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Protecting us from rogue pump imports

Peter Reynolds, Managing Director of Grundfos Pumps Ltd and President of the British Pump Manufacturers Association (BPMA) says it is incumbent upon us all to ensure the provenance of any pump systems that we specify or buy.

Our final exit from the EU is still some time away and there are many questions that still need to be addressed. A key factor in the success of the ‘vote to leave’ camp was that voters thought that this would give us the ability to control our borders better. This heightened protection is perceived as the opportunity to control immigration – but this factor is only one small element within the bigger, border control picture.

Take pumps for example, they may not be the first things you think of as a target for non-compliance issues. However, pump specialists in the UK who are part of the industry pressure group, the BPMA, have been in dialogue for over three years about such imports with the National Measurement Regulatory Office (NMRO) who are the responsible UK Market Surveillance Authority.

In recent years, market surveillance has been a key element in terms of delivering a fair and efficient EU internal market; their role ensures that products placed on the market comply with EU regulations without posing any safety or environmental threats for users and the public. All of this was to ensure a level playing field/fair competition on the market as well as safeguarding the coherence of the European regulatory framework, the consistency of which depends on effective enforcement.

Illegal pump imports
In the UK, the responsibility for protecting us from non-compliant imports falls to the National Measurement and Regulation Office whose role is to simplify technical regulation for the benefit of British business. The BPMA approached them with growing evidence relating to the presence of illegal pump imports entering the UK from other countries, especially Asia in 2013. The BPMA, supported by CEOs from prominent member companies, met with the then Better Regulation Delivery Office (BRDO) in their role of UK Market Surveillance Authority to encourage them to take appropriate action.

To date, despite a variety of approaches both directly and indirectly to the NMRO, the situation remains unchanged with no specific plan to remove illegal products from the market, indeed there would appear to be no cohesive methodology to clearly identify rogue imports.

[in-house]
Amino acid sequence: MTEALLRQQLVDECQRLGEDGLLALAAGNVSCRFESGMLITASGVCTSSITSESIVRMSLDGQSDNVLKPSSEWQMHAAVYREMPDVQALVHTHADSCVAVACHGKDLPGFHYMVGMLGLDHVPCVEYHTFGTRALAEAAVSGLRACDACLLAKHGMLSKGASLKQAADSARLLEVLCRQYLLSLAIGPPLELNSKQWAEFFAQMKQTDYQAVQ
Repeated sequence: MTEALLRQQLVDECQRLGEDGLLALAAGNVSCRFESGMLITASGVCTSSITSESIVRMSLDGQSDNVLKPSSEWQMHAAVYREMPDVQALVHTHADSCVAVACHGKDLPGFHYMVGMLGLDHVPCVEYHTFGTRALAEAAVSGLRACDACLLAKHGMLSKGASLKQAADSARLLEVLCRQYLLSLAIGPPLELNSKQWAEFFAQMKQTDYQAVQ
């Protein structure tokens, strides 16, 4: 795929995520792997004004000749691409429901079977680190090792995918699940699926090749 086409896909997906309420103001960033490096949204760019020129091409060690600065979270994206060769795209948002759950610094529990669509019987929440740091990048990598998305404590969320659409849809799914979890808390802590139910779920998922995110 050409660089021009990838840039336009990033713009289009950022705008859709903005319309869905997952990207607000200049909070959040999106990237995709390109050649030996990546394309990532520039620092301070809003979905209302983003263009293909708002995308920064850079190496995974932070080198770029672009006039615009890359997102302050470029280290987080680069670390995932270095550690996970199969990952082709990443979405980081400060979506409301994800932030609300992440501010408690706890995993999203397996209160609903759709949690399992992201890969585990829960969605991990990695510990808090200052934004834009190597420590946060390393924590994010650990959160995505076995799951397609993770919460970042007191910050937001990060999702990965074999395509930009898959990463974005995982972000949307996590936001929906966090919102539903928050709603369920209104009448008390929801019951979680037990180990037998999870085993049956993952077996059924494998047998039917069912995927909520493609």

Safety threat
There are many concerns regarding these non-compliant products being available within our market as they have the capacity to cost bona fide companies millions of pounds in lost revenue, thus placing jobs and hard-earned reputations at risk. Another area of real concern relates to their safety as without proper testing they could present a safety risk.

The BPMA will continue to seek action and is currently approaching key figures within the newly formed Government to engage them in this debate.

Market surveillance is likely to come under increasing scrutiny. We need a plan to protect our industries, reputations and borders from the unscrupulous exploitation by companies to whom standards are irrelevant. This stance may not be as headline-grabbing as stopping people at our border crossings, but has the potential to make a fundamentally more significant difference.

Protect our borders
On the face of it, pumps may not seem to be an obvious area of concern. However, their importance is evident − not only maintaining internal ambient temperatures, but also keeping the wheels of industry turning, delivering sufficient clean water to where it is needed and removing wastewater from where it is not. Protecting us from rogue pump imports is only one factor within this Brexit bigger picture. However, if we at the BPMA were unsuccessful before the vote, how can we ensure that we are protecting our borders successfully in the future?

We should all be more responsible for the areas that we can influence i.e. ensuring any the provenance of any pump systems that we are specifying or purchasing. The BPMA is committed to bring pressure to bear on all the agencies charged with maintaining standards for the greater good, but we need the support network to function to ensure that we are ready to take advantage of all the new opportunities that await us.